In the light of Mental Health Awareness Week, I wanted to create some work that challenged and provoked attitudes towards mental health. There are a lot of 'labels' placed upon the people who experience mental illness, and that in itself is part of the problem because it feeds into the stigma that having a mental illness is somehow a weakness. It makes it harder to reach out for help.
Approximately 1 in 4 people in the UK will experience a mental health problem each year In England, 1 in 6 people report experiencing a common mental health problem (such as anxiety and depression) in any given week. Suicide is the single biggest killer of men under 45 in the UK - 84 take their own lives every week. Samaritans charity report receiving a call every six seconds. 1 in 10 mothers experience post natal depression. In a survey of over 1000 illustrators, 79% reported experiencing issues with anxiety and confidence. It is vital that we change our attitudes towards mental health.
I want mental health problems to be normalised so that people have no problem about getting help. Instead, mental illness is often still seen as something taboo, leading to sufferers battling through alone, covering up issues that are never really dealt with. Often the very 'weaknesses' we experience are strengths that have simply gone into overdrive. For a lot of people mental illness is a life long battle – it is not something to be taken lightly, but the more we open discussion about our experiences, the less stigma surrounds it.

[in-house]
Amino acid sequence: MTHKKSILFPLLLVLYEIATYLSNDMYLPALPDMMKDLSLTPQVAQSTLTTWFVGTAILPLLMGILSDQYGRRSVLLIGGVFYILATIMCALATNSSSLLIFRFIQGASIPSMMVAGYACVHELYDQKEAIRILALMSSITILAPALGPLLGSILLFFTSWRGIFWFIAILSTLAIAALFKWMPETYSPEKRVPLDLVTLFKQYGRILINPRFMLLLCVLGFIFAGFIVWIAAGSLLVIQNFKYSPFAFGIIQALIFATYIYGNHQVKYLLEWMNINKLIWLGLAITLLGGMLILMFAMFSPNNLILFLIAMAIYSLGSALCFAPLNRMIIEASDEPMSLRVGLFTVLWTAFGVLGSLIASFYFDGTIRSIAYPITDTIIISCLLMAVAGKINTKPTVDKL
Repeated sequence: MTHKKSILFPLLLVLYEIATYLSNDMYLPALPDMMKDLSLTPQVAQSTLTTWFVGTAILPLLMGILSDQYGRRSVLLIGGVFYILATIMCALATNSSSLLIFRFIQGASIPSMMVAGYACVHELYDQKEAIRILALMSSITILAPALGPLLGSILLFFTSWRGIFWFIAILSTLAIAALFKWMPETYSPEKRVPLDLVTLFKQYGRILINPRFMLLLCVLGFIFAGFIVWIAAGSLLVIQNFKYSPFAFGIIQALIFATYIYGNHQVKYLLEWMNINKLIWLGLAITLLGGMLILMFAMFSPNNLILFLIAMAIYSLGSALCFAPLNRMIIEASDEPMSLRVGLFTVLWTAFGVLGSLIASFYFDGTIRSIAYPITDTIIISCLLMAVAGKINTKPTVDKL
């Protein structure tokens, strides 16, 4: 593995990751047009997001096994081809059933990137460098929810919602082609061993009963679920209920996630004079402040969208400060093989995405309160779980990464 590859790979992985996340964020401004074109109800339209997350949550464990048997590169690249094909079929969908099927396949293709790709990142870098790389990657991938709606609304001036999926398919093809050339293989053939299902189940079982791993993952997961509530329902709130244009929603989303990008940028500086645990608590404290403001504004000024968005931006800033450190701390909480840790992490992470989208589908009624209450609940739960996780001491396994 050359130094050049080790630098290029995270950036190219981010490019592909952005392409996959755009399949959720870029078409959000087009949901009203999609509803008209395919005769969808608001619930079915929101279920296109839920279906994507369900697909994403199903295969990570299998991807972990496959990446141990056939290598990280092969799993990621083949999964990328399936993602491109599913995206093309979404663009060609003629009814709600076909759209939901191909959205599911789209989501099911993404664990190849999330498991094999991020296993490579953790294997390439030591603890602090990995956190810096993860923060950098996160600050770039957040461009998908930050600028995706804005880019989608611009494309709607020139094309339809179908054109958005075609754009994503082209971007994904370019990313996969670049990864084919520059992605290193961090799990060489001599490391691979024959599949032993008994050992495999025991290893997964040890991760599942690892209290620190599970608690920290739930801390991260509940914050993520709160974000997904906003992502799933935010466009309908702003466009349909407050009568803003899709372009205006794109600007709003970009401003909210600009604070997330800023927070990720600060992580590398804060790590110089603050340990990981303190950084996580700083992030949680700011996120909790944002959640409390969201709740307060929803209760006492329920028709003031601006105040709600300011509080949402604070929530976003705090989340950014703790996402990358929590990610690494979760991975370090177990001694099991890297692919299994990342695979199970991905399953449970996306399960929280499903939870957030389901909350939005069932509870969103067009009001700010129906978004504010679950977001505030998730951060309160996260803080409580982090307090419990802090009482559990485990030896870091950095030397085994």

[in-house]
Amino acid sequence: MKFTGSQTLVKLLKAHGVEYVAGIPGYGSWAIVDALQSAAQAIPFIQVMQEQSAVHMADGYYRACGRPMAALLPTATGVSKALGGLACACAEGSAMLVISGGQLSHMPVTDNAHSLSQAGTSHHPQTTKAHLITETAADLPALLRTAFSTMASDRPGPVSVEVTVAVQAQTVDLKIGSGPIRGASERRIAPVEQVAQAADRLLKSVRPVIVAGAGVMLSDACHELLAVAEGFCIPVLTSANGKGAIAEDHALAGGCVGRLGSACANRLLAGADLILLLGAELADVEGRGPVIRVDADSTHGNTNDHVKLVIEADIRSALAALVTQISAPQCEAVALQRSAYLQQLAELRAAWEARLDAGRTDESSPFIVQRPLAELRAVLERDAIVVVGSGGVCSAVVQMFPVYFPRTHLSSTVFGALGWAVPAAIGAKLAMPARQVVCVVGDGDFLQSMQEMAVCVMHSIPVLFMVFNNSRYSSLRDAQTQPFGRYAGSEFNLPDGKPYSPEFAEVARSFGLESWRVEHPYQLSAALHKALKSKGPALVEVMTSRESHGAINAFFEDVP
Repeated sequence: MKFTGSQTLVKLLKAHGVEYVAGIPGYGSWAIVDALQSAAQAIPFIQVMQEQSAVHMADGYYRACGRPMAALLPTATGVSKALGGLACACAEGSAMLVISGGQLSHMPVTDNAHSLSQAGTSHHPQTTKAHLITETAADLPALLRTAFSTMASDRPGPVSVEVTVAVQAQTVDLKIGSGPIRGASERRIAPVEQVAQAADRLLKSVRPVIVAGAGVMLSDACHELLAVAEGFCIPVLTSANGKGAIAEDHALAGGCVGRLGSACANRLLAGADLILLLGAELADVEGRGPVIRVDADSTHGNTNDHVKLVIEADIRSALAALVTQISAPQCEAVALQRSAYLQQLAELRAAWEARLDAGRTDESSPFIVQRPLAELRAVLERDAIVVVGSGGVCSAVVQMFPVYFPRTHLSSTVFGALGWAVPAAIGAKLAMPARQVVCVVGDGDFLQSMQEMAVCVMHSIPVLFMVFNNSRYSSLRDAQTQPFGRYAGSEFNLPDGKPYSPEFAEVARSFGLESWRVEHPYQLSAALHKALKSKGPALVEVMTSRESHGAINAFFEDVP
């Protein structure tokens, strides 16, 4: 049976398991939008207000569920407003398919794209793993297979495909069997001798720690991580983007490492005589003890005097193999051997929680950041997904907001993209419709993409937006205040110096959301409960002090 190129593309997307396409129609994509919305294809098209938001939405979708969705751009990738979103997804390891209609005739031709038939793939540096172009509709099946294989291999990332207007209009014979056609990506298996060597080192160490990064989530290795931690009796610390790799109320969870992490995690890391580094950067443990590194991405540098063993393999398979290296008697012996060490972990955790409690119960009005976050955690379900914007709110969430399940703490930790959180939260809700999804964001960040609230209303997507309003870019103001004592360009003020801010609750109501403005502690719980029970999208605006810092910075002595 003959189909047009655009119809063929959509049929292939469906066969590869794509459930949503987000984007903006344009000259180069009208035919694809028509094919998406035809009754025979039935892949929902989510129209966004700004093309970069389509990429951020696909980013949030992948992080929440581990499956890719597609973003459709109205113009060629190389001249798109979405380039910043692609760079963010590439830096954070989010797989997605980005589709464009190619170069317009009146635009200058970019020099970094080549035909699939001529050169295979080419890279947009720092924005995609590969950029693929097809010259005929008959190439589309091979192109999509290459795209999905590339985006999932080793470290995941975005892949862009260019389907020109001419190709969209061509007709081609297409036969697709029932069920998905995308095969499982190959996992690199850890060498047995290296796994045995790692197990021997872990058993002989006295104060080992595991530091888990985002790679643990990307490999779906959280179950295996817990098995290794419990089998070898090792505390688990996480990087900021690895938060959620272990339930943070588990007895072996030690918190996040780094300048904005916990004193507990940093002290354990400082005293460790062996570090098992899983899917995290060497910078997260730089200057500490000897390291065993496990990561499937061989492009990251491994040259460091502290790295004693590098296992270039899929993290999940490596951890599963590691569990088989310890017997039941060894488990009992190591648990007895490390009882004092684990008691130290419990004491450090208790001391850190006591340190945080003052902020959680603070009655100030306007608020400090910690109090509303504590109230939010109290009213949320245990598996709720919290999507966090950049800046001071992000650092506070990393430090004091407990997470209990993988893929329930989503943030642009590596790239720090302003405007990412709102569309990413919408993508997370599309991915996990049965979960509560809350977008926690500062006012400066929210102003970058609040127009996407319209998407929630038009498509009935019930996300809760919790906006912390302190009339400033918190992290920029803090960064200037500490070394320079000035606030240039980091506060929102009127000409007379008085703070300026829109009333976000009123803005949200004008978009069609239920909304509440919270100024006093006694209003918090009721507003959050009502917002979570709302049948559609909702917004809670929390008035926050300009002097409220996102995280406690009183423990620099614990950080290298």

For this project, I created 'labels' for old medicine bottles to reflect the labels often placed on people who experience anxiety and depression, but with the added twist of what these 'symptoms' are when they are at healthy levels. I added text on the back of each bottle to offer advice for people who experience these things in extreme.
There seem to be a lot of extremes in the way we speak about mental illness – people are either 'weak' or they're incredibly 'brave', and both labels can be unhelpful in breaking the stigma that surrounds it and normalising it. I ended with a label on being courageous to challenge our notion of it - it is not battling on through on your own, it is asking for help when you need it.
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